Q: When you both talk about the range of composers’ approaches to interactivity with the quartet, and also about the fact that when you started working with Terry, he wasn’t really working with notated music, it reminds me of the extent to which you’ve worked with composers who come from cultural and musical traditions that aren’t related to the string quartet whatsoever. Would you talk about some of your favorite or most insightful moments from collaborating with composers where just the meeting of the traditions is a challenge to be undertaken?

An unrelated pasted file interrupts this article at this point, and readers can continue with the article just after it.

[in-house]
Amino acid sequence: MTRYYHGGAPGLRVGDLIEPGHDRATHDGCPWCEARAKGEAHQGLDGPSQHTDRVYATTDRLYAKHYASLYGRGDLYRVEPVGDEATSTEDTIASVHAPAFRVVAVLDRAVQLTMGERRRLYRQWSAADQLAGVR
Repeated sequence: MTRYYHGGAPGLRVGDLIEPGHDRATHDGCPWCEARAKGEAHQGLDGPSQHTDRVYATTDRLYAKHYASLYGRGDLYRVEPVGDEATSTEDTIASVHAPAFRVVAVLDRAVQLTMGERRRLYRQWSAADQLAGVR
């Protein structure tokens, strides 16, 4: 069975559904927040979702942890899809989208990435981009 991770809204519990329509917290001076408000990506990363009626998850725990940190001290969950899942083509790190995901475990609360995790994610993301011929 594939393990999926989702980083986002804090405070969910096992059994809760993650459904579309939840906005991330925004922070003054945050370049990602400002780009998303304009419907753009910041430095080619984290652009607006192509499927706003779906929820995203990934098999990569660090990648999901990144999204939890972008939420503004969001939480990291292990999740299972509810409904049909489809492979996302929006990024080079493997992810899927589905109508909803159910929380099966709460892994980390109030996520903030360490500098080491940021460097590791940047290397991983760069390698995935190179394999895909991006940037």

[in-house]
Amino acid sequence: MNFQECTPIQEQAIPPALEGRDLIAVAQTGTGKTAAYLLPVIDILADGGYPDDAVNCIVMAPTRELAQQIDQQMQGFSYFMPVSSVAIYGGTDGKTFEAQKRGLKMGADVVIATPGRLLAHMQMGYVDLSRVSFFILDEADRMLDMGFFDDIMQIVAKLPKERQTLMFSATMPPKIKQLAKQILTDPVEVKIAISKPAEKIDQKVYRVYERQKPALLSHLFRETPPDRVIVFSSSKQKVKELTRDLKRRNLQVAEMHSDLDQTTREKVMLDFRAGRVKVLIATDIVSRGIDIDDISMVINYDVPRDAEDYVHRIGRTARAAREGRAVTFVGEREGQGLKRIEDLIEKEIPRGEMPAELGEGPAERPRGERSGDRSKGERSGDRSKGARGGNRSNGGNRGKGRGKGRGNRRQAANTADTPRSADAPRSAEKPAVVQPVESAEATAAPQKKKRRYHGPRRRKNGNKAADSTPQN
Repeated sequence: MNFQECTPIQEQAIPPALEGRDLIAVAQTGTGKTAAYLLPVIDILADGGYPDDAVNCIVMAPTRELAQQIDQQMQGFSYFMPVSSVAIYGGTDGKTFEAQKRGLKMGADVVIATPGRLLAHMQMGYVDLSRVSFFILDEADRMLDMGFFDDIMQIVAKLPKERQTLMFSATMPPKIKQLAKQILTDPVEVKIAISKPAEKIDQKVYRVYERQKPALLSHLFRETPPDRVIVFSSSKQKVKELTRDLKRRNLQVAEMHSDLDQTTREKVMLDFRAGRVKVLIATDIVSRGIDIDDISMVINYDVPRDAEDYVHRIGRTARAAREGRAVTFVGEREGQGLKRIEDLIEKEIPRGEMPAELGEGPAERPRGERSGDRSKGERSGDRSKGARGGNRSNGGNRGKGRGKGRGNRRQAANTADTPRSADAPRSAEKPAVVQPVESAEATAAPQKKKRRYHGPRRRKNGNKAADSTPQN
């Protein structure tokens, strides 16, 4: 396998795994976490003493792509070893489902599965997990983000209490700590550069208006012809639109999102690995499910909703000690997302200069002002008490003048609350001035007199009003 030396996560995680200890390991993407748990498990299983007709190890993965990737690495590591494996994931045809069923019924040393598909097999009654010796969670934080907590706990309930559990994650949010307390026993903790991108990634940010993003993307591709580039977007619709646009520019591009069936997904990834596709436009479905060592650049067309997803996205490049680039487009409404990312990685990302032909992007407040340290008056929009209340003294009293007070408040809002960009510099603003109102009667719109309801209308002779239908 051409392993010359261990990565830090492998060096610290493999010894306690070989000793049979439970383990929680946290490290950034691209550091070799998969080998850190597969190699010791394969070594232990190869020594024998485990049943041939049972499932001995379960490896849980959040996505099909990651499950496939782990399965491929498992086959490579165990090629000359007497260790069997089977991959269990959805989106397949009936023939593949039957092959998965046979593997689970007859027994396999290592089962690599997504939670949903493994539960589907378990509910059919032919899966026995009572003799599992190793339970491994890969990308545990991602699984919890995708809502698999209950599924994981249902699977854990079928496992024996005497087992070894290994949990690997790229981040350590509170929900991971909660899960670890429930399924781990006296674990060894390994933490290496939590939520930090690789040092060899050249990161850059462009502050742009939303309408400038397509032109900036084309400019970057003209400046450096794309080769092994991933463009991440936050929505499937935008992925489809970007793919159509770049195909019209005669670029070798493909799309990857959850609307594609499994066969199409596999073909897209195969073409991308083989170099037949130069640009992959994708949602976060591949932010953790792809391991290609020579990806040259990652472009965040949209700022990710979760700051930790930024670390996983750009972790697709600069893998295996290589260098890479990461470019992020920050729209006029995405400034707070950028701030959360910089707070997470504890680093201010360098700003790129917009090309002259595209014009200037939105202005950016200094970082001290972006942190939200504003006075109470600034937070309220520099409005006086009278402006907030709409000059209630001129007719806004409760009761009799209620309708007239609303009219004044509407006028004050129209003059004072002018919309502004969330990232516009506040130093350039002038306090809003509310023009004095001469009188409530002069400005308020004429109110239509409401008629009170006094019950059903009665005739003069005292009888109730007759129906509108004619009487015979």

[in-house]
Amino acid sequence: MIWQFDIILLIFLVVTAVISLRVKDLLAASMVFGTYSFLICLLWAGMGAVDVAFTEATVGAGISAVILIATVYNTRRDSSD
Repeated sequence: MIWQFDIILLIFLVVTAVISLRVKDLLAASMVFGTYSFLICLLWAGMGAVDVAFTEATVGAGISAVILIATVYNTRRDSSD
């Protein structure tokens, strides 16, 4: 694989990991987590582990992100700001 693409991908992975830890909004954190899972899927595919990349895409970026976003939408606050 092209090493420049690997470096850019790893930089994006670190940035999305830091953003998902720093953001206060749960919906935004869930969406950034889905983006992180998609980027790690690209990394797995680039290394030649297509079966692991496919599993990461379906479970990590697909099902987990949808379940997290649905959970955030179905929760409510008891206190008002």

JS: I remember when we were working on Pieces of Africa, on Dumi’s piece [Editor’s note: Zimbabwean composer Dumisane Maraire]. It’s very complex, rhythmically. There has to be a cleanliness to what you hear, what rhythms actually come out, and so the rhythms have to be very, very precise, and things that are together really have to be together. So we were working in great detail on ensemble, and of course we were using our Western language. He was there, and it was hard and very challenging. And then in the middle of the rehearsal, we were talking about ensemble, and he used the word “gluing.” And that’s a word that never came up in our rehearsals: gluing. You’re gluing your part with another part. And to me, when I heard that word, it just made everything very clear. And that’s what’s wonderful with working with composers who maybe don’t have the “Western” tradition. Some of the words they come up with in describing the music are just something that you’ve never heard, and that just opens up a whole other way of approaching these notes on the page. And I remember that one specifically, the gluing. When you think about it, it’s a great word when you’re talking about ensemble.